THE City of Wanneroo is one of the local government areas where residents are being asked to look out for destructive European wasps and help locate their nests.
But residents are warned not to attempt to uncover European wasp nests and instead to call the Department of Primary Industries and Regional Development (DPIRD)
Earlier this month DPIRD started its annual campaign to detect, locate and destroy European wasps that invade Western Australia.
Department pest and disease information service supervisor Catherine Webb said the European wasp was a declared pest in WA due to its potential to flourish and impact on horticultural industries, outdoor lifestyles and the health of people, pets and livestock.
“Summer presents the best opportunity to detect the pests as the wasps leave the nest to scavenge food, driving them into our yards, recreational areas and traps,” she said.
“The European wasp has distinct behaviours among wasp species and other insects in Western Australia, which make it easy to identify.
“Wasps that feed on meat, fruit, human food and drinks, pet food and insects, or wasps with their legs raised during flight, are behaviours unique to European wasps and should be reported to the department.
“Most European wasp nests are built hidden underground, so wasps that fly in and out of a single hole in the ground should also be treated as suspicious.”
The annual campaign combines surveillance and trapping in the highest risk areas, serving as an early warning system to detect wasps, which are established interstate and overseas.
Other local government areas to be targeted over the 2018/19 season include Kalamunda, Gosnells, Mundaring, Swan, Cockburn, Belmont, Canning and Victoria Park, in addition to the regional towns of Australind and Hyden.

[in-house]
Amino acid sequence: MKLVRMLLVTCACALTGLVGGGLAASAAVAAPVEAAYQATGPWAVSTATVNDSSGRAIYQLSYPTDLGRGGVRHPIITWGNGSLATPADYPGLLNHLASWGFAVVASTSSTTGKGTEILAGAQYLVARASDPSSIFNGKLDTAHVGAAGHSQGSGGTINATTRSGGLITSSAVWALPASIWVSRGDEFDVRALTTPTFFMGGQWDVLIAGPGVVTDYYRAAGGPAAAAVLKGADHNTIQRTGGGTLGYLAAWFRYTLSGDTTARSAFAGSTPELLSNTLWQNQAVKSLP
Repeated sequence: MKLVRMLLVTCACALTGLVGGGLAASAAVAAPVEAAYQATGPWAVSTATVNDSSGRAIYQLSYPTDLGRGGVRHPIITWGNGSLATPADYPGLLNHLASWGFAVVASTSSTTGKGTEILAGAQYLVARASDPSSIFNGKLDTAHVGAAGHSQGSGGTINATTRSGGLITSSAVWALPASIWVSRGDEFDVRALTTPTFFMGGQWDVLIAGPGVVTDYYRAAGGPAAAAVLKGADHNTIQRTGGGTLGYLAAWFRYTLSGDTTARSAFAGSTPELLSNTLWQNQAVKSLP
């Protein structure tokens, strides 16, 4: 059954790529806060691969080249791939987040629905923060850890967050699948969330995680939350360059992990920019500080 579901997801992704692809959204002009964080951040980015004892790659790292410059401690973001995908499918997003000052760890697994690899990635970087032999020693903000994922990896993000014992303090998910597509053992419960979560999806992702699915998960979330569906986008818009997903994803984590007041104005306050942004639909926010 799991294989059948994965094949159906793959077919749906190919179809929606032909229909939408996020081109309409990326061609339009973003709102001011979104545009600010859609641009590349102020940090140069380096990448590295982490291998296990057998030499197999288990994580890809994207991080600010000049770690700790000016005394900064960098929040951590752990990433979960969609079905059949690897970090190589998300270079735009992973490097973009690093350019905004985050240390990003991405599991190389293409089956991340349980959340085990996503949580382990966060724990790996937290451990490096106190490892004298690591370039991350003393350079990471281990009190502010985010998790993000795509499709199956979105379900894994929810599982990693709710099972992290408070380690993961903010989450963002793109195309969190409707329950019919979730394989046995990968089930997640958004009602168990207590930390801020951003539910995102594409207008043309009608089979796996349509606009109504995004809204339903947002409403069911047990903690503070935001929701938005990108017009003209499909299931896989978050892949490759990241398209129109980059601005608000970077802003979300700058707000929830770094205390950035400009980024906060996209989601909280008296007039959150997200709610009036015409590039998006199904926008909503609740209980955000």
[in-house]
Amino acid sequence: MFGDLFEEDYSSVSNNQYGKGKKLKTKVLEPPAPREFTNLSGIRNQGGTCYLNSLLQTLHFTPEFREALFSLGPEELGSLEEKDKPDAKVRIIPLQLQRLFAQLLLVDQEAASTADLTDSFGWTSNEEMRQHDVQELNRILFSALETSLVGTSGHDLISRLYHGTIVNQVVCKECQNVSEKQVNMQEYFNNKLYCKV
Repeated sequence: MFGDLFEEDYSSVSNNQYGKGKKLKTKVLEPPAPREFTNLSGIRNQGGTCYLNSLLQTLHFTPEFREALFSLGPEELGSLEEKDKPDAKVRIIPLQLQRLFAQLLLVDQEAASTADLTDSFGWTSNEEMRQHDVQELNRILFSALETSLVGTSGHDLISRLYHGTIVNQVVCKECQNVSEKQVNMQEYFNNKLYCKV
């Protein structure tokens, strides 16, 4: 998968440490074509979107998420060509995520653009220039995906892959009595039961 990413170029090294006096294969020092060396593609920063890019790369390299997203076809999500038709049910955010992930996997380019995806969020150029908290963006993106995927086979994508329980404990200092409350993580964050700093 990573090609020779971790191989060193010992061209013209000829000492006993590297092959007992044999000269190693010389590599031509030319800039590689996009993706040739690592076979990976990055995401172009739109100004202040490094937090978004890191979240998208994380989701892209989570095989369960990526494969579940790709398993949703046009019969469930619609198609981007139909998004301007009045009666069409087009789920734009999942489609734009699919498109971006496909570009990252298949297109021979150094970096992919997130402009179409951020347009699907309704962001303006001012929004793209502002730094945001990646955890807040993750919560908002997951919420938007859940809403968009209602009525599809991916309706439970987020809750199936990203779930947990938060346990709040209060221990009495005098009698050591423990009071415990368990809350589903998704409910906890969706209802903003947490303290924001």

Fertilised queens can make their way into Western Australia on vehicles and in freight and cargo, then disperse and lay low, hidden, while they build their nest containing thousands of worker wasps.
The department’s efforts are complemented by other government agencies, volunteer community members and community groups that assist with trapping throughout the state to detect the wasps.
Ms Webb said when European wasp reports were confirmed, department officers were brought in to locate and destroy the nest.
“A collaborative approach has proven to be most effective for managing the declared wasp in Western Australia, successfully preventing the pest from establishing since the European wasp surveillance and eradication began 41 years ago.
“Last season’s program resulted in 130 nests being destroyed – the highest on record and given European wasps are also gaining ground in many Australian states and territories, another difficult season is anticipated.
“To report suspect European wasps to the department, simply describe what you saw, where you saw it and how it happened, and include a photo of the wasps, if it is safe to photograph them.” Reports can be made online at mypestguide.agric.wa.gov.au by using the MyPestGuideTM Reporter app or by contacting the pest and disease information service on 9368 3080 or email firstname.lastname@example.org